User ID: Password:

August 13, 2013

Keeping up with Compliance

By: Jimmy Robertson

The compliance corner answers questions concerning the governance of intercollegiate athletics and its impact on our athletics department. Have a question? Please send it to and we’ll answer it in upcoming issues.

Now, here are a couple of questions that we’ve received from Tech alums and fans over the past few months, with responses from Tim Parker, Associate AD for Compliance:

Q: I was saddened to hear recently that one of our men’s basketball recruits failed to qualify academically. How late in the summer can the process go before that particular ruling is made? Thanks, Jack in Christiansburg.

TP: “Usually by the start of fall classes, though in some cases, maybe a week or so past that date. Also, a prospect could sit out the fall semester while trying to qualify (there are three SAT tests and three ACT tests offered in the fall) and enroll in January.

“For a prospect to be a nonqualifier in July, it would need to be one of a couple situations. The prospect would need to be more than one credit short of the core course requirements, or be so short of the required grade-point average based on the test score that he or she cannot get the grades up using the exception that allows one core course credit earned after graduation. As most Virginia Tech fans know, the university does not accept nonqualifiers.”

Q: Do football players have to pass a certain number of hours in the fall? Thanks, Tommy in Blacksburg.

TP: “Yes, football players are required to pass at least nine credit hours in the fall. If they fail to do so, they are ineligible for the first four games of the following season. However, there is a one-time exception available. Football players who do not pass the nine hours can regain eligibility for all four games provided they pass 27 hours through the combination of fall, spring and summer. If they have to use the exception again, they can only regain eligibility for only two of those four games, again, provided they pass the 27 hours.”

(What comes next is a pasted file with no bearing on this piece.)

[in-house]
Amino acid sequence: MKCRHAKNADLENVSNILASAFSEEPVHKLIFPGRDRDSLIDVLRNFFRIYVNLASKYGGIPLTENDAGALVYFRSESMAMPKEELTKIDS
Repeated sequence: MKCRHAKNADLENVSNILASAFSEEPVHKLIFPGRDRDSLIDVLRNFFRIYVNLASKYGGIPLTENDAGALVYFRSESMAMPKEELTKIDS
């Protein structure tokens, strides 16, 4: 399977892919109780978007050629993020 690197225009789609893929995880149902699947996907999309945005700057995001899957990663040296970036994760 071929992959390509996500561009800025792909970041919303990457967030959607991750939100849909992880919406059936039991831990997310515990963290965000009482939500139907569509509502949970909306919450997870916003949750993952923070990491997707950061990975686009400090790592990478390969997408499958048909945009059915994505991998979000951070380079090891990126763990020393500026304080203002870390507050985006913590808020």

Q: Do you foresee the NCAA allowing head coaches to conduct summer workouts on the practice field? The players are already on campus in summer school courses, and many of those players are doing voluntary passing drills on the practice field now. Why not have the coaches regulate the workouts? Maybe even limit the workouts to no pads or helmets. Just a thought. April in West Virginia.

TP: “This is an idea that has been discussed and may gain more traction after the NCAA recently granted a waiver to Ole Miss, allowing the quarterbacks coach to work with a quarterback who had injured a shoulder. The argument behind allowing it was that the quarterbacks coach could make sure the quarterback was throwing with the proper mechanics and preventing a re-injuring of the shoulder.

“Most perceive that as an advantage for Ole Miss, and one has to believe that other coaches will try similar tactics going forward. Allowing summer workouts could alleviate the need for coaches to try and take advantage of the waiver system, and this topic will probably be discussed more in-depth by member institutions in the future.”

Q: Is it true that the NCAA regulates the size of postcards that can be sent to recruits? Thanks, Chris in Radford.

TP: “It is true. The NCAA tries to create a level playing field when it comes to recruiting correspondence. So things like the size of logos, envelopes and postcards are regulated. A postcard cannot be larger than 4.25 inches by 6 inches.

“There was a proposal to eliminate all regulations on recruiting correspondence. But many schools were uncomfortable with a total absence of regulation in this area, so it remains in the NCAA Manual, at least for now.”